October is always my “crazy, busy” month. Or, at least, it has been ever since I had breast cancer. The brand marketer in me knows that since October is the month designated for breast cancer awareness there will be a flurry of activity as everyone jumps on the band-wagon. And, sure enough, when October hits my book sales climb, speaking engagements occur, and social media is more active.
This year is starting out no differently, as I look at my schedule of speaking events and book signings in October. Each year, as pink October starts, I think of the many women who are uncomfortable with Breast Cancer Awareness month. There are many good reasons for that, as for many women, celebrating pink seems to trivialize breast cancer. I understand that. May I say, my breast cancer was far from trivial!
The marketer in me understands that if Pink October stimulates awareness of breast cancer, a few things might happen; funding might get to the breast cancer researchers, loved ones may talk to each other about breast cancer, and patients might actually think of and get their mammograms.
So, what should we do? Pink October is not a cure. It is not simply funky tutus and an opportunity to party. It is an opportunity to bring breast cancer insights into the light. During an event last year, a fellow speaker shared that over 38% of women do NOT get a mammogram. Wow! During another speech, I learned of research studies identifying how to prevent metastases of HER2 breast cancer. Those speeches occurred precisely because it was Breast Cancer Awareness month.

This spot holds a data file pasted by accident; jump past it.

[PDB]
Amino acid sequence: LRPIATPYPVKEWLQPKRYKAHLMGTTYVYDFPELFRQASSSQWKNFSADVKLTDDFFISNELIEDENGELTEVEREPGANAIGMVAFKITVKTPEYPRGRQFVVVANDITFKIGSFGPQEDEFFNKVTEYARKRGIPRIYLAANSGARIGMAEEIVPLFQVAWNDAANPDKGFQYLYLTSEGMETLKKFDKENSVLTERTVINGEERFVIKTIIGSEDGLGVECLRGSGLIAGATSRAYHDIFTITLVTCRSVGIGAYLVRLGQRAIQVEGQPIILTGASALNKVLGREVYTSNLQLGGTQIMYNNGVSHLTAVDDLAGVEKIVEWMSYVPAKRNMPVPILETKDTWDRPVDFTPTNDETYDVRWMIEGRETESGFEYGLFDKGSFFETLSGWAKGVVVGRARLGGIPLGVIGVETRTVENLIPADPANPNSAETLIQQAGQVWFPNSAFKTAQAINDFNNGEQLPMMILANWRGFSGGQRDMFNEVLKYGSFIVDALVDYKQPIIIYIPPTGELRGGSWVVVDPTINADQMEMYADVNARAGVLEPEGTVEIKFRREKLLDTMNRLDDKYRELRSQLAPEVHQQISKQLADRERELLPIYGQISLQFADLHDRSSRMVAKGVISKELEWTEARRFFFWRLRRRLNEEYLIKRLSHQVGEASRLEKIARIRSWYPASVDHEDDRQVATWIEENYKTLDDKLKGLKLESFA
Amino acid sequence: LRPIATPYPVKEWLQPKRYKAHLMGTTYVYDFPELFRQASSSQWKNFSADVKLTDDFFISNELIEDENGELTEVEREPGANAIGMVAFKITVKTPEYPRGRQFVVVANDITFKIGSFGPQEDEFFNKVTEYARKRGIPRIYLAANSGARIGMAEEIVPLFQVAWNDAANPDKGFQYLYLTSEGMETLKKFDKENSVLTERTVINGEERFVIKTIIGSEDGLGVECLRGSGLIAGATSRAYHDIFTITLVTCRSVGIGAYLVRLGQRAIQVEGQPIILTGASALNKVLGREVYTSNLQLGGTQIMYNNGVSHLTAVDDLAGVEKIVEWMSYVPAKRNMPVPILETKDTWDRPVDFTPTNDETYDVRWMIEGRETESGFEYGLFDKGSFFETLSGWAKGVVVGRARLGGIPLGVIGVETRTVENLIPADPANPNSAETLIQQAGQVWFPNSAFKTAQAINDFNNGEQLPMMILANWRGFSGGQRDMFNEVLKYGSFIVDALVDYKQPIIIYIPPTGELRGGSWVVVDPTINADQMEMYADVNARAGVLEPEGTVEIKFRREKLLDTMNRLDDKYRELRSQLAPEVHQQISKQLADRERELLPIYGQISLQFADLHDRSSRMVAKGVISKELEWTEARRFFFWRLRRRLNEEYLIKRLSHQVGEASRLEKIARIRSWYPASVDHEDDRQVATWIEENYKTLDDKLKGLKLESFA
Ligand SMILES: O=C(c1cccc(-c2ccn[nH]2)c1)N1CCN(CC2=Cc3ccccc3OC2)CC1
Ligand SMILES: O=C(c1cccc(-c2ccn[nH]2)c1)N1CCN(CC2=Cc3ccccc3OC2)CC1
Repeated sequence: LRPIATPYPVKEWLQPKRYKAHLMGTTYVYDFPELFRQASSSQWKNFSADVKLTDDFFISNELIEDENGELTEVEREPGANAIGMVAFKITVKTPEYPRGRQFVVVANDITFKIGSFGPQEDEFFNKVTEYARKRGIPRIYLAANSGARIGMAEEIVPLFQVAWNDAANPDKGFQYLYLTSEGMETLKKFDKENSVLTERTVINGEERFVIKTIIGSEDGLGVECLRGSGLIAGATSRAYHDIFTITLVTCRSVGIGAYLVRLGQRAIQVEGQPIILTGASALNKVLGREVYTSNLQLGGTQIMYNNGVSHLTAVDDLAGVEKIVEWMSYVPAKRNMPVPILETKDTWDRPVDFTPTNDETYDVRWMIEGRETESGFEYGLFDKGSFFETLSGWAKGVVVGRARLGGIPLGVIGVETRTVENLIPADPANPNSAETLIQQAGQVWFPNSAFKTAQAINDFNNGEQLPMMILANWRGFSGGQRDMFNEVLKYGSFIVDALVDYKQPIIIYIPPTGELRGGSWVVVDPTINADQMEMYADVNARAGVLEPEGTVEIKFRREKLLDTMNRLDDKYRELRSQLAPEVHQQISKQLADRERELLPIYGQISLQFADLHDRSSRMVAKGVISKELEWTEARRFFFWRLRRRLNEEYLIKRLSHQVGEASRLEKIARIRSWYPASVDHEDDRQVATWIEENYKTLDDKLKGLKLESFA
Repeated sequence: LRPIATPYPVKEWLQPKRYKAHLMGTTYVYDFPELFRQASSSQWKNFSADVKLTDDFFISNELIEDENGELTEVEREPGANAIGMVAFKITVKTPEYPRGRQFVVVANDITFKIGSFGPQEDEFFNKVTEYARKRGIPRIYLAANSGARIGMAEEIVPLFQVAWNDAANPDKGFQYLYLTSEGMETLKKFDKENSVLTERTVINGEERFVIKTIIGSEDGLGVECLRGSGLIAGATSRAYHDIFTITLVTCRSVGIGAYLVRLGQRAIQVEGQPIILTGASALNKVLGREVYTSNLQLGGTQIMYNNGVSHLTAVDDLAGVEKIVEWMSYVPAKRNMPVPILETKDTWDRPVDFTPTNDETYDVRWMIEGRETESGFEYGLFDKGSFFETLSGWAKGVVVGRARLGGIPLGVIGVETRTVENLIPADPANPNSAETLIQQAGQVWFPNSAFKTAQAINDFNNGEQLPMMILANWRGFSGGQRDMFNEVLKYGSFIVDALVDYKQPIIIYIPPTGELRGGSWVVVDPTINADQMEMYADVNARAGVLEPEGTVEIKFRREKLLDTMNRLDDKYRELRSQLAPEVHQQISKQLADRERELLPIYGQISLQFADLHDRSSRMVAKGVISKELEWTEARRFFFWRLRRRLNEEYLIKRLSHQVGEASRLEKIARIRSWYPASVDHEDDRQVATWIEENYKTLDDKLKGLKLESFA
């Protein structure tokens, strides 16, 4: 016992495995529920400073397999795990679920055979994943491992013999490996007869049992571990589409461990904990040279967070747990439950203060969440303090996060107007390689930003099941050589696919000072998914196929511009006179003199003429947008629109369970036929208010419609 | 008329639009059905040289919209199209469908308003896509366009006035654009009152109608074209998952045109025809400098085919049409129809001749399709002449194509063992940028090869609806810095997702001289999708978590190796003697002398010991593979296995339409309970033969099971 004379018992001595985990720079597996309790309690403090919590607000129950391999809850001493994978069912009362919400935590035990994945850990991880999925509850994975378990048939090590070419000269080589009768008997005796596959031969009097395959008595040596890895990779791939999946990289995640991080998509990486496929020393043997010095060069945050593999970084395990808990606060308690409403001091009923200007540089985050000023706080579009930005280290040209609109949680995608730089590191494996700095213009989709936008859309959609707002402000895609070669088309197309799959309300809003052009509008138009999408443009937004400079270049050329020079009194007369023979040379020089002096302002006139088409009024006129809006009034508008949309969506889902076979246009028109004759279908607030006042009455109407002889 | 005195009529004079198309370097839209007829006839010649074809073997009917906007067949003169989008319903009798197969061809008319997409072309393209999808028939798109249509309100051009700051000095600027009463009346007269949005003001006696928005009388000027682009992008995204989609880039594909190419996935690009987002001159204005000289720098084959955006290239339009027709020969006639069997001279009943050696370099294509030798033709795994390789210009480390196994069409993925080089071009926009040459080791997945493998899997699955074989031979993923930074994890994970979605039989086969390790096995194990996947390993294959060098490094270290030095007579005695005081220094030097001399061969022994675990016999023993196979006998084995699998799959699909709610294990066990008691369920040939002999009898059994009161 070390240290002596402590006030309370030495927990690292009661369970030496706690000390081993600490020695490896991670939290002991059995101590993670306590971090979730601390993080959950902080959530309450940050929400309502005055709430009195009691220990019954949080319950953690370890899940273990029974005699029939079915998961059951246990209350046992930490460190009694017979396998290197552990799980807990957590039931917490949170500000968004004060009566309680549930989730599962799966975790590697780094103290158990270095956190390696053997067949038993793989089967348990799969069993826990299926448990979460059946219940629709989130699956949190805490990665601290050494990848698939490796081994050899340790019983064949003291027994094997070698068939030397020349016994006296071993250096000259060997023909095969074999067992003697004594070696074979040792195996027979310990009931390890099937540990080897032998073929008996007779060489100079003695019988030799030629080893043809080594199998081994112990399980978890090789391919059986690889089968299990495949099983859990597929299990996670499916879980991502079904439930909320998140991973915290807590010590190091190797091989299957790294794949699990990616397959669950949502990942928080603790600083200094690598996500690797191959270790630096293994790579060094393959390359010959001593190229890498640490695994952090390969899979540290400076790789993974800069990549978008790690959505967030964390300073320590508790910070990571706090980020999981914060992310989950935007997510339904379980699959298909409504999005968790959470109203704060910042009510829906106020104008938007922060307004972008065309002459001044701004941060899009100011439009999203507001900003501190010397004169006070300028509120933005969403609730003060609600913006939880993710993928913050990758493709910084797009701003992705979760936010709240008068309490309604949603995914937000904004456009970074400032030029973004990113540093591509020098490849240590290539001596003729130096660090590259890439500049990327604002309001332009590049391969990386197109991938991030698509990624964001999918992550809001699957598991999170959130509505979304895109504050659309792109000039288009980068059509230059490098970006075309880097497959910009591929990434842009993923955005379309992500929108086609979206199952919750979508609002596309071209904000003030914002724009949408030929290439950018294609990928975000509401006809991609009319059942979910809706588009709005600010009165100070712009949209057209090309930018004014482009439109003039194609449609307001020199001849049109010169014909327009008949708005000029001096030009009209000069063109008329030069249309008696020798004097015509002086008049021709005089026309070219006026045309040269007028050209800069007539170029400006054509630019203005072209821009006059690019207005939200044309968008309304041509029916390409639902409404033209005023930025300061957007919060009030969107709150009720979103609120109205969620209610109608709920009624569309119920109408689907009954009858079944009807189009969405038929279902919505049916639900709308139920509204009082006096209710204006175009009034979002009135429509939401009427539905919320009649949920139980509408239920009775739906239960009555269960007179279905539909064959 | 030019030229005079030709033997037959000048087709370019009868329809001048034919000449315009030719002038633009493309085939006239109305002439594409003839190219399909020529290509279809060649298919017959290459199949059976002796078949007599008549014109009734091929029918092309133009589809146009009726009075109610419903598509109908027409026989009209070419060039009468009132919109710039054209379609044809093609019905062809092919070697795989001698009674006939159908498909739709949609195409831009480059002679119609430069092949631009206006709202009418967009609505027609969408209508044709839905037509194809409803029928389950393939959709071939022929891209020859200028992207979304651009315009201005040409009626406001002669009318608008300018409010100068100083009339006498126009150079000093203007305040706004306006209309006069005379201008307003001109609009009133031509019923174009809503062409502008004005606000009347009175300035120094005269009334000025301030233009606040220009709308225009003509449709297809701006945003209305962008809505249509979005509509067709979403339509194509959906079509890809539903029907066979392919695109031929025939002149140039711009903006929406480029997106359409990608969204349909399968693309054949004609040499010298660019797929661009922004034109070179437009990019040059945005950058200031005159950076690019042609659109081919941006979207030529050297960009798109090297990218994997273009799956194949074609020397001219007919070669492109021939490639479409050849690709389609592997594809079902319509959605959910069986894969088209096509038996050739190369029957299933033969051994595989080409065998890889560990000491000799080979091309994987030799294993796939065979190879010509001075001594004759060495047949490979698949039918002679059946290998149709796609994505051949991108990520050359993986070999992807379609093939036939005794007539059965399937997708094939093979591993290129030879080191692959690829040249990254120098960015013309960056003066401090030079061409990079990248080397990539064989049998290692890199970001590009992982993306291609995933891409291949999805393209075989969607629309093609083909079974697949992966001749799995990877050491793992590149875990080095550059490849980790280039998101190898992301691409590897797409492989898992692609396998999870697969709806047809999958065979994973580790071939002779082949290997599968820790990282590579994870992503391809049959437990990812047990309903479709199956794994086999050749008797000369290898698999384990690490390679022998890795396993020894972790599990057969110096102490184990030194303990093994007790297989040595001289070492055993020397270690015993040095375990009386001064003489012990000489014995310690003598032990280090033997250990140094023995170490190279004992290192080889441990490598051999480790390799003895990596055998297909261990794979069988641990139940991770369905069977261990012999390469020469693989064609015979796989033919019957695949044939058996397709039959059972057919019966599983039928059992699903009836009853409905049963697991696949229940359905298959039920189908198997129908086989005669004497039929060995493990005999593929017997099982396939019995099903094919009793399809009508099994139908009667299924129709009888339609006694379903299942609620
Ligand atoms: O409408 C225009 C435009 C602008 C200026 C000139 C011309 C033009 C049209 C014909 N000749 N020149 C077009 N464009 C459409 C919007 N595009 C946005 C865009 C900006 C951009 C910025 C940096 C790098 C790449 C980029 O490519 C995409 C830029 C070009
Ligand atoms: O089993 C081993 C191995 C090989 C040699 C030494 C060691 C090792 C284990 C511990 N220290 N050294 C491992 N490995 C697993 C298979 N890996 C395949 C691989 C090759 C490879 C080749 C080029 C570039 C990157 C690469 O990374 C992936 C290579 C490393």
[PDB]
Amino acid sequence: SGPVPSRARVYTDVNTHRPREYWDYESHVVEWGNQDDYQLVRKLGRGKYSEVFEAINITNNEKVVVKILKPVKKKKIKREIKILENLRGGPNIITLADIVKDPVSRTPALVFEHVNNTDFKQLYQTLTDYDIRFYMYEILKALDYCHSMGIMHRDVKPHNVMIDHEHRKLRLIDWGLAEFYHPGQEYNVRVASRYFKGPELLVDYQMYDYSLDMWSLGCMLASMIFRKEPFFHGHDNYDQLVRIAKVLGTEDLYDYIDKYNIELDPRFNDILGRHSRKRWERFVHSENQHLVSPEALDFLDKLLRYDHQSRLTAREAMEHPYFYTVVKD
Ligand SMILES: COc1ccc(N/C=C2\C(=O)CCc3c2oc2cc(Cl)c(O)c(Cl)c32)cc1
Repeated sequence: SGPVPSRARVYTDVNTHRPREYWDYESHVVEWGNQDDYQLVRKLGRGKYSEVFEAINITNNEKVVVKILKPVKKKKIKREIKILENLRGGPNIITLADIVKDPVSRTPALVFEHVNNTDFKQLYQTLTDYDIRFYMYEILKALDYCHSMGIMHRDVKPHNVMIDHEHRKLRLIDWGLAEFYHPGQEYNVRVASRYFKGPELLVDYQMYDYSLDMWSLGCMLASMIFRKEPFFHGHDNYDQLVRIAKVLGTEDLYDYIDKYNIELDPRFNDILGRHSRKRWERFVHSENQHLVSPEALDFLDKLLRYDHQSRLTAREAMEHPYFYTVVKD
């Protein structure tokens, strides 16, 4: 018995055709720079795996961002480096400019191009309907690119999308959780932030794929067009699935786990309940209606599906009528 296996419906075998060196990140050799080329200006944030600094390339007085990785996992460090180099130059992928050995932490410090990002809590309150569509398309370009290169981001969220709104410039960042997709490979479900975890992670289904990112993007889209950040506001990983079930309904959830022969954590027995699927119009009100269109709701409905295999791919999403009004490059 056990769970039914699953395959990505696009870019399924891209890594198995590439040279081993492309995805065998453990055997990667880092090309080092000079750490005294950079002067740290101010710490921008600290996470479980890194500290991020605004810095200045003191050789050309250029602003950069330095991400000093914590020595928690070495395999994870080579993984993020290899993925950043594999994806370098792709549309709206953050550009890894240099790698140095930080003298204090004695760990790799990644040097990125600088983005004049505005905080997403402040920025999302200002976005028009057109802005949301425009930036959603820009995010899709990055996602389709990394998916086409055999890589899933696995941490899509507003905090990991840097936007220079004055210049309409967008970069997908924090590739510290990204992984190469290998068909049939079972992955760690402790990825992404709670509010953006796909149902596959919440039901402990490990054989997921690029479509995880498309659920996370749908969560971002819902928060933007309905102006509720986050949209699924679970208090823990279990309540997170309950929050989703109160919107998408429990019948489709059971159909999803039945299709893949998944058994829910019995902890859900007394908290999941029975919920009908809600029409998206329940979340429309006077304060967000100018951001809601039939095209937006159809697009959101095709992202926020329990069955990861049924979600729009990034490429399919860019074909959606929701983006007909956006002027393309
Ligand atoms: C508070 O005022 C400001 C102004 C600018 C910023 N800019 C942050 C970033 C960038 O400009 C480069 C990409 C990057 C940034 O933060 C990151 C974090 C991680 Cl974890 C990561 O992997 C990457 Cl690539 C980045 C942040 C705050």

It occurred to me, that in fact, that is what Pink October is all about. It is not about being trivial, it is about being accessible. It is a symbolic representation of something that women must pay attention to: breast cancer, For those who have not had it, breast cancer is a big scary concept. Pink is not. Perhaps because of the wearing of pink this year, next year the number of those women not getting a mammogram will drop. Perhaps because of a pink event, a little more funding will make it’s way into the researcher’s budget. Perhaps when a newly diagnosed person sees pink, they will have a little bit of hope in simply knowing how many others are on this breast cancer journey.
I don’t know that there is any way to measure the impact of Pink October. I can only hope that a little pink is a unifying rallying cry against cancer. That in the end, the gentleness of pink brings people to the conversation and then loudly shouts to the world that breast cancer is anything but trivial.